Mobile Strategies for Local Restaurant Marketers

Bryce MarshallIn my previous post I relayed the first two direct digital marketing challenges – and opportunities – local restaurant marketers face. The foodservice industry stands to gain by approaching email marketing and mobile marketing with equal weight and similar tactics. Here are two more challenges that are easily overcome, allowing restaurant marketers to capitalize on the enormous local-marketing opportunities available with direct digital marketing.

Challenge #3: A blanket approach doesn’t always win customers

Blasting a single message to every customer in the email or SMS list doesn’t reflect the relationship diners have with their local restaurant. Broadcast media is great for building loyalty with a brand, but terrible for establishing loyalty at the community level. A substantial benefit to direct digital marketing is the ability to customize messages and offers based on simple segmentation, such as a diner’s preferred location or zip code. In contrast to offline community-focused media alternatives like FSIs and mailers, this level of targeting is readily available and cost-effective only with sound direct digital tactics.

Flexibility pays huge dividends in establishing a local connection. Important details like local or regional features, promotions and discounts, variable store hours, or catering and to-go services can all be lost in a blanket marketing approach. When email and SMS programs are managed together – ideally from a single database – effective segmentation and targeting opportunities exist within a community-by-community context. It’s a best-case scenario where LSM (local store marketing) insight is married with corporate marketing muscle.

SMS programs are a huge win for LSM efforts because they provide local store managers the opportunity to distribute real-time text-message campaigns to a sub-segment of opted-in customers in their community. Having a slow Thursday dinner? Within minutes an SMS message can be drafted with a pre-approved offer, and sent to customers within driving distance. This is marketing at the micro-level; the flexibility to impact the business on a day-to-day basis.

Challenge #4: Make the Web matter

By now, most quick-service or casual dining chains – whether national or exclusively regional – have invested in a significant web presence. Websites in this category share some basic information: menu, features, coupons, and store locations. Beyond the basics, most restaurants struggle with monetizing this information and tying business value back to the investment. Using email and SMS together helps make this information relevant to diners, and translates information into dollars spent at the store.

Some ways to make the Web more effective:

  • Make the menu interactive by providing a call-to-action alongside new menu announcements. For example, offer site visitors the option to send a coupon to themselves via email or SMS. The site is already doing the work of making the visitor hungry – now let them act on it!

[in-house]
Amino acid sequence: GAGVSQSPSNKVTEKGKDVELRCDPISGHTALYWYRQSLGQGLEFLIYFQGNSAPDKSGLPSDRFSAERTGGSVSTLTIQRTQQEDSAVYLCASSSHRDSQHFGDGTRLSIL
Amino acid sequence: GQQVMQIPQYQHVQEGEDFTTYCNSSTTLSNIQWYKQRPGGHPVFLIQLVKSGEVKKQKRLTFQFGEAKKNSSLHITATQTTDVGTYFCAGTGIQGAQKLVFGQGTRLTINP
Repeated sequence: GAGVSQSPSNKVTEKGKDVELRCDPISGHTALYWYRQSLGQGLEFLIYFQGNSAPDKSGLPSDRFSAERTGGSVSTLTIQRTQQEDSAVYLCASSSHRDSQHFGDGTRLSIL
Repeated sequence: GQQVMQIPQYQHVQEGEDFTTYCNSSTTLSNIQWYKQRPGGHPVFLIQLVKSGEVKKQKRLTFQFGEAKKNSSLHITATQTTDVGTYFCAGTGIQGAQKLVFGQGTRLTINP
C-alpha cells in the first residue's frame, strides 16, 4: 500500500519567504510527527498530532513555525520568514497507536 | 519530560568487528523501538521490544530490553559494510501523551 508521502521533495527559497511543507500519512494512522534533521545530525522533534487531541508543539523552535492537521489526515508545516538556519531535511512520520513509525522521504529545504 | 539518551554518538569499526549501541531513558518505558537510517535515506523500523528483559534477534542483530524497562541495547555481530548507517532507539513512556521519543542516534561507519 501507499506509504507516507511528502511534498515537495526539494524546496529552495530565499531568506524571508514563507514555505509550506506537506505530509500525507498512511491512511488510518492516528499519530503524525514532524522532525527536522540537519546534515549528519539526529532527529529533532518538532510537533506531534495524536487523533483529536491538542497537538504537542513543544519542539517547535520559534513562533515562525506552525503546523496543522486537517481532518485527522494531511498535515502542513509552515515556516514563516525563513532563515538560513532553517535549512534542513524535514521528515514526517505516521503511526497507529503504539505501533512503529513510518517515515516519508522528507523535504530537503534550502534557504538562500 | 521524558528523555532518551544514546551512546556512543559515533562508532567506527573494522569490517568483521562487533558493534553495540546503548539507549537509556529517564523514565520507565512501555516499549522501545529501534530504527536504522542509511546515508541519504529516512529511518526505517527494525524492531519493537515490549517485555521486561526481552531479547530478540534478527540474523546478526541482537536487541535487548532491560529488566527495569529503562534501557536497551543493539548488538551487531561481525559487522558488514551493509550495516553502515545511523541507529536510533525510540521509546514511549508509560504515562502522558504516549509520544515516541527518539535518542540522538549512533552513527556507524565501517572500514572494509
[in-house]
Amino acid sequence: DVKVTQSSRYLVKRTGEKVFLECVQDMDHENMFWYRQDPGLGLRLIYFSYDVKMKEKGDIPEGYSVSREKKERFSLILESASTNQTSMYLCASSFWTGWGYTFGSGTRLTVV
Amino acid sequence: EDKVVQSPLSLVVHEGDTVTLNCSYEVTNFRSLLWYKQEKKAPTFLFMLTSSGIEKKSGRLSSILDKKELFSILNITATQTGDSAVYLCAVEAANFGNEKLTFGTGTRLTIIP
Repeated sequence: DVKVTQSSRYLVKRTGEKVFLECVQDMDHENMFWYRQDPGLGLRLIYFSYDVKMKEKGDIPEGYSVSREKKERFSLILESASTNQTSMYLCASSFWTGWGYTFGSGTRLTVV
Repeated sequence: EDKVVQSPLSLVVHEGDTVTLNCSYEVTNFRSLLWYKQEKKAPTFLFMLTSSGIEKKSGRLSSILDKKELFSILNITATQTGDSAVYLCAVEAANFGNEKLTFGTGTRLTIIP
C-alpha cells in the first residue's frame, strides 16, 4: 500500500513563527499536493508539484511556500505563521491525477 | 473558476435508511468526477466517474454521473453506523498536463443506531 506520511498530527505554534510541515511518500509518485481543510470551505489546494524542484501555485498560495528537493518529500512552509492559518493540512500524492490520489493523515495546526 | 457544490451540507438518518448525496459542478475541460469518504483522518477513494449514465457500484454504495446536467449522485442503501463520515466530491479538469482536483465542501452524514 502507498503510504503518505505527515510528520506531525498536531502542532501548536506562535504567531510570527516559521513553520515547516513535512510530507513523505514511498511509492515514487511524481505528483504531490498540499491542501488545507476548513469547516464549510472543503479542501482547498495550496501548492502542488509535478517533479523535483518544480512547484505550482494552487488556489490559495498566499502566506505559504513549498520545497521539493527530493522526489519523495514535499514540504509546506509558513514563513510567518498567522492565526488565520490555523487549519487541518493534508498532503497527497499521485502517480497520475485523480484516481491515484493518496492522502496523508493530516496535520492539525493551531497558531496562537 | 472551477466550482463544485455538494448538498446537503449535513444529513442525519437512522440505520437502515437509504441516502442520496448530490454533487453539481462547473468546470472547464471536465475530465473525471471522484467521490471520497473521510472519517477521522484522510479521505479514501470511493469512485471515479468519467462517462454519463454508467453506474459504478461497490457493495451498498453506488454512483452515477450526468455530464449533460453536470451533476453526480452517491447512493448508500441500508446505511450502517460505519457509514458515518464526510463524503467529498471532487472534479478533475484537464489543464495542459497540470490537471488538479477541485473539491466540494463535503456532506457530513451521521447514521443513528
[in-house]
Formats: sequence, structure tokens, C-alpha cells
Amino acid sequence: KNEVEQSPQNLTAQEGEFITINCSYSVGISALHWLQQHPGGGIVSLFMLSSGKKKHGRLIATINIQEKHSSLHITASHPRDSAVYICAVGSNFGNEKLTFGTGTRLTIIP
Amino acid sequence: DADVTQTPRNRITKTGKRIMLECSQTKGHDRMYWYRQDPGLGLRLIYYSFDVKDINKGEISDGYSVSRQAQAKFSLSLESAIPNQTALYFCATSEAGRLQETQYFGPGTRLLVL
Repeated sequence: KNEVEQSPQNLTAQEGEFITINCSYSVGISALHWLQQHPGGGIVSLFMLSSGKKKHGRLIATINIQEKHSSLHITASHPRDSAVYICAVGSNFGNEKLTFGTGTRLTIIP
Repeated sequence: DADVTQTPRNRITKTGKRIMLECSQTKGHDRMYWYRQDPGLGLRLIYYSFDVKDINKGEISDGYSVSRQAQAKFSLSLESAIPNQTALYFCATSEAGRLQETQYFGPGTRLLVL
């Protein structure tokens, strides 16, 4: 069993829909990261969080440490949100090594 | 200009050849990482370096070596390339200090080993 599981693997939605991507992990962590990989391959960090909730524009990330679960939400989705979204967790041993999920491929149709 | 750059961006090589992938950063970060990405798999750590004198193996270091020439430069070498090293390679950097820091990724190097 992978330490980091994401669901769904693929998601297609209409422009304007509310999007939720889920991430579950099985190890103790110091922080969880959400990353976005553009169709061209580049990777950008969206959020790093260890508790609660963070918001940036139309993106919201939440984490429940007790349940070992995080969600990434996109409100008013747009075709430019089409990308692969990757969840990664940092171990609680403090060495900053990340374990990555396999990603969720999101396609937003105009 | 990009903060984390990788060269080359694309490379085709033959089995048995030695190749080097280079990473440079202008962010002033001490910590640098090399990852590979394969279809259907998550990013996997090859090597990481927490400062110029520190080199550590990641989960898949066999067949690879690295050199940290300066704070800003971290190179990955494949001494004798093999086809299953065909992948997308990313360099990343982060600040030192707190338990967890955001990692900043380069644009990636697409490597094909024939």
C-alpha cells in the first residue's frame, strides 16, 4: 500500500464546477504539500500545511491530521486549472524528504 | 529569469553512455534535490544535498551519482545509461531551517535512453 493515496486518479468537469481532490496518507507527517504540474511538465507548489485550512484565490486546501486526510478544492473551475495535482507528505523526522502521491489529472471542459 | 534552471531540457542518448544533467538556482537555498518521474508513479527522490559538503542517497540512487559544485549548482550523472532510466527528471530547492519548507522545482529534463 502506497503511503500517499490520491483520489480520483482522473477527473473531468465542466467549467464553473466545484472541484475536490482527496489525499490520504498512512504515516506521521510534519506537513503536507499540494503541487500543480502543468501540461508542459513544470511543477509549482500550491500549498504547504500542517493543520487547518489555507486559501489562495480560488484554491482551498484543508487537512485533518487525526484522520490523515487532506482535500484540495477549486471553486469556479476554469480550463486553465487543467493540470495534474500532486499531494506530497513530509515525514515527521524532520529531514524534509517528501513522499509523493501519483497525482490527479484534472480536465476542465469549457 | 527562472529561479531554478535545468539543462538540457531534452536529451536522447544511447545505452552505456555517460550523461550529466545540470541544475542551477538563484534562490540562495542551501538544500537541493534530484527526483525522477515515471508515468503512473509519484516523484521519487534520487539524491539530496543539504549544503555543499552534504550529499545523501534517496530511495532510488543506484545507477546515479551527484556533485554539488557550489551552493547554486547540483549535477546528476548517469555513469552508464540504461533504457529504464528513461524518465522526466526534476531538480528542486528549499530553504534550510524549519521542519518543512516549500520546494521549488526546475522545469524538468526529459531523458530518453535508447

• The same basic principle applies for any offer found on the site. There’s no reason why a coupon should be impossible to send via email or text message. Consumers have growing expectations about the usability of web properties, demanding access to savings across their digital devices. Failing to respond to consumer demand in this respect hurts sales.
  • Monetize the store locator functionality in the same manner as the online menu and offers by allowing visitors to forward location information to their mobile phone for easy lookup when they’re on the road. Better yet, include a coupon in the SMS message, giving them further motivation to jump in the car. Improving the interactive nature of the web property turns location browsers into location visitors.

Every tactic is feasible. However, they become difficult to accomplish in a cost-effective way for quick-service and casual dining operators unless the cornerstone components of direct digital marketing – email and SMS – are managed together as a single solution. Once the efficiency of an integrated approach is realized, the traditional hurdles to successful direct digital marketing begin to disappear.


  1. Posted June 24, 2009 at 2:40 pm | Permalink

    That is some great information you get there. If you can pick, which will you prefer? Mobile marketing or Website?

  2. Posted June 24, 2009 at 2:43 pm | Permalink

    That is some great information you get there.

  3. Posted June 24, 2009 at 3:58 pm | Permalink

    Hi Alan,
    I think what you’re asking is, if forced to choose between launching a mobile marketing program vs launching a website (or making improvements to an existing site) due to budget constraints, which is the best investment right now?

    Forced to choose, I think the mobile program has the most potential for immediate, tangible pay off. It’s all about driving hungry mouths to the store, right? As a call-to-action communication text messaging is ideal for targeting consumers at the precise time of day they are thinking about eating (11:30am, 5pm, 12pm, etc) and giving them the promotion details or coupons that will drive them to your door. Plus, you can promote the mobile program very cost-effectively with in-store collateral and displays, to get the critical mass of opted-in consumers that you need.

    Please keep in mind that a good website experience and a mobile program complement each other very nicely. Making online menus “interactive” with mobile coupons is a great example. And aspects of the online business such as online ordering should not be overlooked in the long term.


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